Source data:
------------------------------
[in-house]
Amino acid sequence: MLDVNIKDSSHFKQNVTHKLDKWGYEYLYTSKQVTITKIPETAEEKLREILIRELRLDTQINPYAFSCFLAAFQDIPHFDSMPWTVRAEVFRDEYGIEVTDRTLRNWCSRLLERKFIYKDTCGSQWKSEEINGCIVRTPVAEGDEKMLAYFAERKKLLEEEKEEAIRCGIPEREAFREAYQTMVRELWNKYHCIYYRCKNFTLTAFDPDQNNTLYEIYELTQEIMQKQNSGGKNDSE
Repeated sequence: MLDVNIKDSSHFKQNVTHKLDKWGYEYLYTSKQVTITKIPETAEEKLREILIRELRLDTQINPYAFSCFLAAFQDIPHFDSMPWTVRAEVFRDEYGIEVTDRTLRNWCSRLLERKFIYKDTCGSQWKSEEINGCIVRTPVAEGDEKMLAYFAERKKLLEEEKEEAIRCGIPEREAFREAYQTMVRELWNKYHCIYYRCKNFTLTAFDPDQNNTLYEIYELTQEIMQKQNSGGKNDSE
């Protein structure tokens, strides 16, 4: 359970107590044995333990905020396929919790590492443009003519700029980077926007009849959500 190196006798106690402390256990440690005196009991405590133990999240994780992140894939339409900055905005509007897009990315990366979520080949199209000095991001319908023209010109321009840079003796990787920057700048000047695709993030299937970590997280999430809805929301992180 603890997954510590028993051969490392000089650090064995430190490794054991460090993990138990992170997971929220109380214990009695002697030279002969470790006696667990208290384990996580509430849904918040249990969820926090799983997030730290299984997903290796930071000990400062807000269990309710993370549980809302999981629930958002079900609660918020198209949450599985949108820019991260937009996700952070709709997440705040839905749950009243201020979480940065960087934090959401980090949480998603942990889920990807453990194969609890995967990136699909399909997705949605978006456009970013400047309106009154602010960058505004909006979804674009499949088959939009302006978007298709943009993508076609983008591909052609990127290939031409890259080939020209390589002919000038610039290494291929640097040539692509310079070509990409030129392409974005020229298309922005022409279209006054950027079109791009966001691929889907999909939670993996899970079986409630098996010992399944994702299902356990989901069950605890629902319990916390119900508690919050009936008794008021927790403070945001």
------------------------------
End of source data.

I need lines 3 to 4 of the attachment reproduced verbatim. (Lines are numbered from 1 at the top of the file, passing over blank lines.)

Repeated sequence: MLDVNIKDSSHFKQNVTHKLDKWGYEYLYTSKQVTITKIPETAEEKLREILIRELRLDTQINPYAFSCFLAAFQDIPHFDSMPWTVRAEVFRDEYGIEVTDRTLRNWCSRLLERKFIYKDTCGSQWKSEEINGCIVRTPVAEGDEKMLAYFAERKKLLEEEKEEAIRCGIPEREAFREAYQTMVRELWNKYHCIYYRCKNFTLTAFDPDQNNTLYEIYELTQEIMQKQNSGGKNDSE
């Protein structure tokens, strides 16, 4: 359970107590044995333990905020396929919790590492443009003519700029980077926007009849959500 190196006798106690402390256990440690005196009991405590133990999240994780992140894939339409900055905005509007897009990315990366979520080949199209000095991001319908023209010109321009840079003796990787920057700048000047695709993030299937970590997280999430809805929301992180 603890997954510590028993051969490392000089650090064995430190490794054991460090993990138990992170997971929220109380214990009695002697030279002969470790006696667990208290384990996580509430849904918040249990969820926090799983997030730290299984997903290796930071000990400062807000269990309710993370549980809302999981629930958002079900609660918020198209949450599985949108820019991260937009996700952070709709997440705040839905749950009243201020979480940065960087934090959401980090949480998603942990889920990807453990194969609890995967990136699909399909997705949605978006456009970013400047309106009154602010960058505004909006979804674009499949088959939009302006978007298709943009993508076609983008591909052609990127290939031409890259080939020209390589002919000038610039290494291929640097040539692509310079070509990409030129392409974005020229298309922005022409279209006054950027079109791009966001691929889907999909939670993996899970079986409630098996010992399944994702299902356990989901069950605890629902319990916390119900508690919050009936008794008021927790403070945001």